This is a little story of a boy and a girl who were playing together. The boy had lot of marbles and the girl had sweets with her. The boy asked the girl if she would exchange her sweets for the marbles. The girl agreed and handed over all the sweets to the boy. However, the boy sneaked out the biggest and the most colorful marble that he had and gave the rest to the girl. That night the girl slept well but the boy was restless all night thinking that the girl may have hidden some sweets from him like the way he had hidden the marble.
The moral of the story is – ‘What you give is what you get and what you get is what you deserve’. In this case, the boy was not honest and thus had a sleepless night filled with doubt.
How often do we come across people who cheat themselves and blame the rest of the world or curse destiny for their level of existence? By nature most people like to play an inferior game and expect superior results; when results fail to come in, they begin the blame game. Isn’t that true?
Introspect and see if you too have been a victim of this self-initiated unfair game of defeat.
While you were in college, you wanted to score a distinction in your academics but put in efforts only to get a second class. What was the result?
While at work, you promised to achieve a certain result but failed to achieve it. Did you and your team really play the game of commitment at level 10?
While attending a training program you expected the trainer to give his level 10, but you never participated at level 10. What was the end result?
Think about it! Why do 1% of people control 85% of the wealth of the world? Why is it that only a handful of people have millions of followers? Why only a few people attain and maintain stardom? Why and how do champions become champions?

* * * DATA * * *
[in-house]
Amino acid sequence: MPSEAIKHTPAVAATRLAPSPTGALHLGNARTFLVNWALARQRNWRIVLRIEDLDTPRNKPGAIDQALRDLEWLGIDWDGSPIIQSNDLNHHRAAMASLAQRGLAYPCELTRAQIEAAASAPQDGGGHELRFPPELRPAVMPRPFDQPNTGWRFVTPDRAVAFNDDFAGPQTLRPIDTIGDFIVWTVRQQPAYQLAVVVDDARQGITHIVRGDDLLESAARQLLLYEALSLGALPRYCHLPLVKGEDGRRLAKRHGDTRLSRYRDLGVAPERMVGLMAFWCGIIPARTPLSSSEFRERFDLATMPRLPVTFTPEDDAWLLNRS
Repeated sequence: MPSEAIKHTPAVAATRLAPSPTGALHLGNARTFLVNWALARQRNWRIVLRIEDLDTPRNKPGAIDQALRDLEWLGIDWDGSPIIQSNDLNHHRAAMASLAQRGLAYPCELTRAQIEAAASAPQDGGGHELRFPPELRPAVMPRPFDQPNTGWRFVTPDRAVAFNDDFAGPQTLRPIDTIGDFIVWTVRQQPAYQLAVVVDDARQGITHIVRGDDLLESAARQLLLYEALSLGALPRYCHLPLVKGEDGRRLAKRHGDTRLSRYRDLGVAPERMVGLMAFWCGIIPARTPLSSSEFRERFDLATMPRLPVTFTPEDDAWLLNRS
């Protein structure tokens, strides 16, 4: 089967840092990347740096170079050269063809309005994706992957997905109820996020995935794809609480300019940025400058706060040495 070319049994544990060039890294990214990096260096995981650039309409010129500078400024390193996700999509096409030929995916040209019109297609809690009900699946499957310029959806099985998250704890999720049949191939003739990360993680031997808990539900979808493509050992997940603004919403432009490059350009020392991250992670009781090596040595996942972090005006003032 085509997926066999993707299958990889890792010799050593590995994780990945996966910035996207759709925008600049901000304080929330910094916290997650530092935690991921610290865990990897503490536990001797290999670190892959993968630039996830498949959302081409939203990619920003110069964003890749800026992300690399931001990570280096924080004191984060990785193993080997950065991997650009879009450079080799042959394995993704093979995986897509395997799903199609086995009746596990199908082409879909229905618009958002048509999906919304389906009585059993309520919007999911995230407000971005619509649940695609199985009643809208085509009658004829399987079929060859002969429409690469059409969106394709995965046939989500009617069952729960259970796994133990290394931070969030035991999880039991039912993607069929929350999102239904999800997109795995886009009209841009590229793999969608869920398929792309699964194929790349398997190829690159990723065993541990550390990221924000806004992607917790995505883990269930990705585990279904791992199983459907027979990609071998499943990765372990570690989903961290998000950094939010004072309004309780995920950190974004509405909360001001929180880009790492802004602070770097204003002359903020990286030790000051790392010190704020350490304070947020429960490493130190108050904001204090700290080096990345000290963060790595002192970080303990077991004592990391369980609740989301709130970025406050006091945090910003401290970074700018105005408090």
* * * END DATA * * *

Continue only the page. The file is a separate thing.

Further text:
The answer is simple – they play their game at Level 10.
You can either believe in destiny or make your own destiny.
Do you think Sachin Tendulkar was destined to become a great cricketer or did he actually steer his life in a manner to become one? When he was barely 8 years he would spend hours practicing cricket, at the age of 12 he was scoring centuries, at the age of 16 years he played for our national team facing the likes of Imran Khan and Wasim Akram. Imagine if he had spent hours watching TV, playing silly games with friends or just lazing around for hours, would he have become an Icon?
At the age of 37, most people ignored his achievements and passion for the game and criticized him for not retiring. And he went to score a double century in one-day internationals, he was the most consistent performer in test matches and was also the highest run getter in the 3rd edition of IPL T20. Imagine if he had to give in to pressure and make compromises, he would not have been the God of Cricket like we know him.
The question is why only him? That is because he plays a superior game and gets superior results first in his mind and then on the field. And by the way, he is not the only one; haven’t we heard of Mahatma Gandhi, Nelson Mandela, Mother Teresa, Ratan Tata, Steve Jobs, Andrew Groove, Michael Jordan, Pele, Sergei Bubka, Michael Phelps, Usain Bolt and the list can go on. What made them champions? Level 10 attitude for success!
Source by Rahul Kapoor